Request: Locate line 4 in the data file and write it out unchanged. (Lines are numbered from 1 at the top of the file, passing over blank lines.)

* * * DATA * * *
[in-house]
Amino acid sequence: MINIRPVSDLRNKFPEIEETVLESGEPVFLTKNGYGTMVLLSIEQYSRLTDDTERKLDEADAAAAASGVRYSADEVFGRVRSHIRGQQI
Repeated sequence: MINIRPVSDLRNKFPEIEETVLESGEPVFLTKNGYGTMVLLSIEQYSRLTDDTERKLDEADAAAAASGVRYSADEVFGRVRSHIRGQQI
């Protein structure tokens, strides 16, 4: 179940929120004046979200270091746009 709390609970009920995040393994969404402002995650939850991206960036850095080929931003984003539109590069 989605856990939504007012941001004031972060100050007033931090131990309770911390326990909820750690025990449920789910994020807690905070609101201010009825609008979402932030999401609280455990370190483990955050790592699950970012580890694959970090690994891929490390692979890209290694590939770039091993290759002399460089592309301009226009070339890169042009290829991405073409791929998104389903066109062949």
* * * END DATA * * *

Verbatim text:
């Protein structure tokens, strides 16, 4: 179940929120004046979200270091746009 709390609970009920995040393994969404402002995650939850991206960036850095080929931003984003539109590069 989605856990939504007012941001004031972060100050007033931090131990309770911390326990909820750690025990449920789910994020807690905070609101201010009825609008979402932030999401609280455990370190483990955050790592699950970012580890694959970090690994891929490390692979890209290694590939770039091993290759002399460089592309301009226009070339890169042009290829991405073409791929998104389903066109062949």